·
Registered
Joined
·
656 Posts
Not sure if you are committed to a low baffle mpc. There are some players that seem to feel that playing a high baffle piece is a form of cheating, or something. If you are not one of those players, you might try a high baffle piece. Life is too short to swim upstream for your entire playing career struggling with a low baffle piece to make a statement!

I play a ss Berg, 120/0 offset M, which is a high baffle piece. I got lucky about 55 years ago and bought a good one - it helped my playing career enormously back in the day. Mostly, I use 2 1/2 bari reeds and most of those I sand with a piece of emery cloth, so that they probably play a little softer than a 2 1/2. I can scream or subtone with this mpc.

Haven't met a sax yet that doesn't work well with my Berg!

I believe decades ago tenor players used smaller tips and harder reeds, and I think the trend today is to use bigger tip openings and softer reeds.

My Berg allows me to be expressive, with a lot of edge, without too much brilliance, and without a lot of work.
 

·
Distinguished SOTW Member
Joined
·
8,405 Posts
I think the assumption is that a more open tip with a lower baffle is harder work.
When often it can be the opposite.
Finding what works for you is what matters.
A good facing on a large tip with a lower baffle takes no more effort to play.
But if it's a brighter sound you want, you will likely get it with less air on a higher baffled piece.
 

·
Administrator Emeritus
Joined
·
18,446 Posts
A 15??? Geeze, I'm intrigued. What is the measurement on that? Like a 180? It must have been metal, right? I can't imagine a rubber piece would have enough material to remove to widen the til that much.
Thanks for the link. I'll check em out.
When you say the higher baffles play easier, what do you mean? Easier to articulate?
The Link 15 was a modern metal STM. I think Candy bought it in New York for her father. Huge tip, but not really a piece to consider to play for real!

Lower baffle pieces ask more air to project, with higher baffle pieces that goes much easier. The metal Durga 12* or Robusto 11* pieces I have are examples, also the Ponzol Super 120, they play very easy without much effort (the 12* Durga plays like my 10* Florida). Articulation depends more on the quality of the tip rails.
 

·
Banned
Joined
·
297 Posts
The Link 15 was a modern metal STM. I think Candy bought it in New York for her father. Huge tip, but not really a piece to consider to play for real!

Lower baffle pieces ask more air to project, with higher baffle pieces that goes much easier. The metal Durga 12* or Robusto 11* pieces I have are examples, also the Ponzol Super 120, they play very easy without much effort (the 12* Durga plays like my 10* Florida). Articulation depends more on the quality of the tip rails.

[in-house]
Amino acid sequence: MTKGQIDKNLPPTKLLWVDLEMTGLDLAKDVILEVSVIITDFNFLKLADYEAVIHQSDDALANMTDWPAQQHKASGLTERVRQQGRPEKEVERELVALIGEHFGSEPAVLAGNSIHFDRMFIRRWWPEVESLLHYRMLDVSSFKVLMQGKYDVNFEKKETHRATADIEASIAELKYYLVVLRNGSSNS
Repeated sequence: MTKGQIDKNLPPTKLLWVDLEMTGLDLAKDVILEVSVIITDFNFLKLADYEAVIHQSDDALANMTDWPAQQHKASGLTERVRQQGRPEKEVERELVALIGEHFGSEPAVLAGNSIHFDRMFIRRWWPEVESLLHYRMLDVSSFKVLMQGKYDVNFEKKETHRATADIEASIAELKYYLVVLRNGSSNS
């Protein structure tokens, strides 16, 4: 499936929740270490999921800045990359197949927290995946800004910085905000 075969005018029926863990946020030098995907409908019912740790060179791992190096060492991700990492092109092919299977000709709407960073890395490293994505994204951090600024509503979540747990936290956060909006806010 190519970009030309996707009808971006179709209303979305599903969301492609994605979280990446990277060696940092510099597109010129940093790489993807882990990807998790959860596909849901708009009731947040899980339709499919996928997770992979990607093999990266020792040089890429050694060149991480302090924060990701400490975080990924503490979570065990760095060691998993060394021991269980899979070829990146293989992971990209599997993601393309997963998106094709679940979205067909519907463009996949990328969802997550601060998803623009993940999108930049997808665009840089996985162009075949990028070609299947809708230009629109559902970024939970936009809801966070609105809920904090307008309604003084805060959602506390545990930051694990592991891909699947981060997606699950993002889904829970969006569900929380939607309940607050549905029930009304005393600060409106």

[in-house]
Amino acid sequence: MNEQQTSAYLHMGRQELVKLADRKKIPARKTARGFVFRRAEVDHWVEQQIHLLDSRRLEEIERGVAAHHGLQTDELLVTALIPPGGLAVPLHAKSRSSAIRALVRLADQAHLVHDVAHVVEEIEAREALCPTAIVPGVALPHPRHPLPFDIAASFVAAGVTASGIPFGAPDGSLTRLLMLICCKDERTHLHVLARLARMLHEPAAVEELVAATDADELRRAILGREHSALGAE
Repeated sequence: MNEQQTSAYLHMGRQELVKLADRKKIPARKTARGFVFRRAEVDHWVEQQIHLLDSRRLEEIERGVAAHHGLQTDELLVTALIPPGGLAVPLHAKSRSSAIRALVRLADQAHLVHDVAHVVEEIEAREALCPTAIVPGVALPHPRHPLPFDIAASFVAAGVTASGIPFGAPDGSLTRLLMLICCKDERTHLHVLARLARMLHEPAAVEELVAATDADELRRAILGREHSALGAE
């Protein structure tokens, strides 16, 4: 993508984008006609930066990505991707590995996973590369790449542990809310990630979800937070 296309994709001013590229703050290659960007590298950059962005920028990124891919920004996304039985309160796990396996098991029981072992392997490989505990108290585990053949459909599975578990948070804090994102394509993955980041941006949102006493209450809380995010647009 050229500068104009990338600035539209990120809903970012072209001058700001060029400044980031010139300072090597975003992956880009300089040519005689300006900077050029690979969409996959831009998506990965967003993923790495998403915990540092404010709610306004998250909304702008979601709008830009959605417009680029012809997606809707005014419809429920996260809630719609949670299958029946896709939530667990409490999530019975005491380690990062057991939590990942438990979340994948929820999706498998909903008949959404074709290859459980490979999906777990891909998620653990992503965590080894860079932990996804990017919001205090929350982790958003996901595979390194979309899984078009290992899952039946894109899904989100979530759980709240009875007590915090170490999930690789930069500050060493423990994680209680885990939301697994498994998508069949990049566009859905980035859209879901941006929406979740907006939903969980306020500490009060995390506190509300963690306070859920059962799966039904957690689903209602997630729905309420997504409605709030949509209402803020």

Very interesting conversation! I played a vandoren t10 for 6 years until last spring when I got a t11 (135).....I do remember that it was more stress on my throat if I forced but, that's a bad habit that I am always work8ng to break. H9wever, about now I don't notice much difference!
Maybe I should go down to a normal tip but, it just seems more fun to drive a HemI.....
 

·
Administrator Emeritus
Joined
·
18,446 Posts
H9wever, about now I don't notice much difference!
Maybe I should go down to a normal tip but, it just seems more fun to drive a HemI.....
Newjazz, my advise is always to play that mouthpiece that delivers you what you want in the most easy way. In your case I would go for the t10 if you don't find much advantages in the t11. You probably know it already, but playing big tips also can have serious disadvantages. Intonation and control can be tricky, depending on how much you play and your talent. For me big tips are tricky, but I still prefer them because for me the advantages are bigger then the disadvantages (which also depends on what you expect from a piece and what your goals in making music are of course).
 

·
Banned
Joined
·
297 Posts
a salut to you for the concrete advice!....you're damm right about intonation and control in general. this is a battle i am obsessed with so much that i am only now getting some break through. my explanation as to why i am fighting to stick with it is simply because the SOUND! Its fat, complex, and dynamic!..... and very NEWK!
it seems to be the ultimate tenor tone! maybe one day i will settle for a normal if i deem its limiting me making music.
 

·
Registered
Joined
·
275 Posts
12* sounds extreme, I could never drive a thing like that in a sax section, but if one commit to a larger opening and the increased flexibility, that will give advantages if your ears are good enough.
 

·
Distinguished SOTW Member
Joined
·
8,405 Posts
I think the intonation worry is more of a concern if you automatically assume that a more open tip requires a much softer reed.
I went from 8-8* to a 10 tip and continued to use either 2.5 hard or 3 soft reeds.
Intonation is no better nor worse.
Actually it is better in the palm notes.
 
1 - 20 of 46 Posts
Top